“And you know, governor,” Krusee continued, “A little over two years ago when you made that presentation [about the Trans-Texas Corridor] in the auditorium at the Capitol, and I was in the audience, and like everybody else out there, I didn’t really fully grasp what the hell you were talking about.” The audience laughed.

“You do now, don’t you?” asked Perry.

“I do now,” Krusee replied. “And I want to congratulate you on your vision and your leadership, and the commission and your staff on your hard work, because you have made this, I think sincerely, the most historic day in transportation, not just for Texas, but for the United States since Eisenhower.” With that, Krusee left the meeting.

Flash forward nearly 21/2 years — to May 2, 2007. Chairman Krusee stood on the House floor, without a single transportation ally. Every House member present, except Krusee alone, voted in favor of HB 1892, which included a two-year moratorium on many of the public-private partnerships such as the one the Texas Department of Transportation had developed with Cintra-Zachry to build the Trans-Texas Corridor. “Who knew that trying to reduce congestion could be such a lonely fight?” wondered Coby Chase, who monitors the Legislature for TxDOT.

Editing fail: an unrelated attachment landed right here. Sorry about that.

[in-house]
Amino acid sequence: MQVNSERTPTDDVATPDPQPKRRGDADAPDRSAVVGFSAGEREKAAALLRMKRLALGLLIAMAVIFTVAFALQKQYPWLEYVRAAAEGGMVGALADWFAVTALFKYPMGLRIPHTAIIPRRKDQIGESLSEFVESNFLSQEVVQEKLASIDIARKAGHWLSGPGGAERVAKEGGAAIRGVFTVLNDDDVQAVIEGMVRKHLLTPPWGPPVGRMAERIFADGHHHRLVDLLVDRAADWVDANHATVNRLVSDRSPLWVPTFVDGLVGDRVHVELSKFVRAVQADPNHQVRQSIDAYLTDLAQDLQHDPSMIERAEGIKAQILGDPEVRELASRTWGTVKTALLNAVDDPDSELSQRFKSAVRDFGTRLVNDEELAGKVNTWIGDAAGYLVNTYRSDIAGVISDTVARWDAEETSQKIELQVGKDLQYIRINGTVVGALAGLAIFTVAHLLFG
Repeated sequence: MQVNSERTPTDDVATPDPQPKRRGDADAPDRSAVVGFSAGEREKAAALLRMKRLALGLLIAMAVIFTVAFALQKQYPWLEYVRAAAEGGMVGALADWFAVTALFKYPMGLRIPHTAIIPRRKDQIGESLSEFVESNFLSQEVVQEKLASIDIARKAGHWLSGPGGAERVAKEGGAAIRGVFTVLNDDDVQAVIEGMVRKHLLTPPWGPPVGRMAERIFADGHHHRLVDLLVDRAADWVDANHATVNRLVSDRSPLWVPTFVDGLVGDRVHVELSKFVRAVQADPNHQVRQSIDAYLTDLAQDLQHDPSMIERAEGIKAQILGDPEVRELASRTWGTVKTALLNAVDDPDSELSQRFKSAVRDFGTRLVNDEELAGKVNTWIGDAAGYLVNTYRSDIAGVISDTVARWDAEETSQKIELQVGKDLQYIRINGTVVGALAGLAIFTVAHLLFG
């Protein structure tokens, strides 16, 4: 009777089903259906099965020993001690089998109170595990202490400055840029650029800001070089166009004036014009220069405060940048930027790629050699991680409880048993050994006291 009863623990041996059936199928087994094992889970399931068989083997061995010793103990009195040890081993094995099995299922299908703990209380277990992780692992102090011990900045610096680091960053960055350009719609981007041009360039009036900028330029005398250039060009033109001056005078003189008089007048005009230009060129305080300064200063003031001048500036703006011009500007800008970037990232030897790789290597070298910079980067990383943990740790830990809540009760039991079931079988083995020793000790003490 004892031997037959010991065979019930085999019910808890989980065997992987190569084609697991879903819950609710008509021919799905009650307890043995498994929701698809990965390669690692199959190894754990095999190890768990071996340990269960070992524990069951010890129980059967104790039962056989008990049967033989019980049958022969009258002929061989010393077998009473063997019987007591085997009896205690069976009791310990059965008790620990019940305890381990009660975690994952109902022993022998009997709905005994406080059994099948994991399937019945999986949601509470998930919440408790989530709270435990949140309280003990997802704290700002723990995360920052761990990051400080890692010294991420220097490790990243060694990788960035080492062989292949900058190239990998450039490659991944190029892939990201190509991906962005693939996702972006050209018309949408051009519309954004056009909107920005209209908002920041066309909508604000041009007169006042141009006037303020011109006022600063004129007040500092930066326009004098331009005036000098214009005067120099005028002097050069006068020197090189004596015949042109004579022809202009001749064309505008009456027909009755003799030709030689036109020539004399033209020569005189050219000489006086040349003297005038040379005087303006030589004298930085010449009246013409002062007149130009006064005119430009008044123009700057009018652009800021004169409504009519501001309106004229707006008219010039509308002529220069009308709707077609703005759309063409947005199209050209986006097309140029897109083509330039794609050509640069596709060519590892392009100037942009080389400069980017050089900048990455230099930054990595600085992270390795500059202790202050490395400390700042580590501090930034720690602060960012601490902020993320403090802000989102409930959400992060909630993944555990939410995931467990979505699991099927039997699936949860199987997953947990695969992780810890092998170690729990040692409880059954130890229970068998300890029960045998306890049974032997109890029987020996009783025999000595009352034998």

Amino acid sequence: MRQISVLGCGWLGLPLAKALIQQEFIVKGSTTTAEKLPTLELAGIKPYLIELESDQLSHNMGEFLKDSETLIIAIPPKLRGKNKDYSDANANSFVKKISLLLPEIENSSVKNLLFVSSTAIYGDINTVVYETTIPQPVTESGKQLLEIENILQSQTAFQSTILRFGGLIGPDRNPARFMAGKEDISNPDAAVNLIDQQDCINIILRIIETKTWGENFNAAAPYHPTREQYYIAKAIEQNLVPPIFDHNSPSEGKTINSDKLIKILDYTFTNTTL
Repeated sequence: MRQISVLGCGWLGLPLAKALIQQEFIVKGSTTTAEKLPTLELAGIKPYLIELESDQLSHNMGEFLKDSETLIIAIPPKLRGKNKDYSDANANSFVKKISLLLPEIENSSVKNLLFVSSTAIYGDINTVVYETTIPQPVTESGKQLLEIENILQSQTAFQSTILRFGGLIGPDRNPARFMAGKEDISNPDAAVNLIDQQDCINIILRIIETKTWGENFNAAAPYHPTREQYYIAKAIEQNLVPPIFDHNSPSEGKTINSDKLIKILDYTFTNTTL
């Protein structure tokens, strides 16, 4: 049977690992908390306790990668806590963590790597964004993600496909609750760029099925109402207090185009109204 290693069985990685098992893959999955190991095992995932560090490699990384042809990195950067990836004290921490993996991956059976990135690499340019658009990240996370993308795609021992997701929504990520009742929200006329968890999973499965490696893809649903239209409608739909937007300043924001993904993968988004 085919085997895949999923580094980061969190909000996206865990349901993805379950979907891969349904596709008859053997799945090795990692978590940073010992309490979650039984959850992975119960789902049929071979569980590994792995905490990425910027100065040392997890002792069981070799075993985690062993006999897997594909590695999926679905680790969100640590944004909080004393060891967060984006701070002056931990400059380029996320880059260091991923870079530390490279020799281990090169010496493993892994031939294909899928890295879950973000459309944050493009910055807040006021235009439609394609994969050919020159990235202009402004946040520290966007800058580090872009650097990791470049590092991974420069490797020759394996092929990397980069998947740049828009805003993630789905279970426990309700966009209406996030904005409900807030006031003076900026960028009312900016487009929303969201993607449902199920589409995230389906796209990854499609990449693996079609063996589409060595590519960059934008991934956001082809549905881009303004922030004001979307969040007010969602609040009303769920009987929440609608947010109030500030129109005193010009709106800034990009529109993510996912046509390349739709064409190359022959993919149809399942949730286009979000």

It also brought up many transportation issues that weren’t addressed in the moratorium passed by the 80th legislature.

If the Lege managed to placate the anti-toll crowd, at least for the time being, it didn’t do much to make it any easier to travel on Central Texas highways, nor to address long-term projections that show regional traffic only getting worse. More broadly, the moratorium doesn’t begin to address larger questions raised by traditional highway approaches to transportation: land use, mass transit options, pollution and global warming issues, or even integrated urban planning that might make transportation issues less intractable and expensive.

There were two add on articles as well: Tire Tracks: What the Lege did and What’s Doing on Austin’s Roadways

1 Comment »

  1. Eye on Williamson » Surprise, Surprise! said,

    August 2, 2007 at 9:43 am

    […] put themselves and their job on the line, and show that courage. It’s time we addressed this question honestly and do what needs to be done before more tragedies […]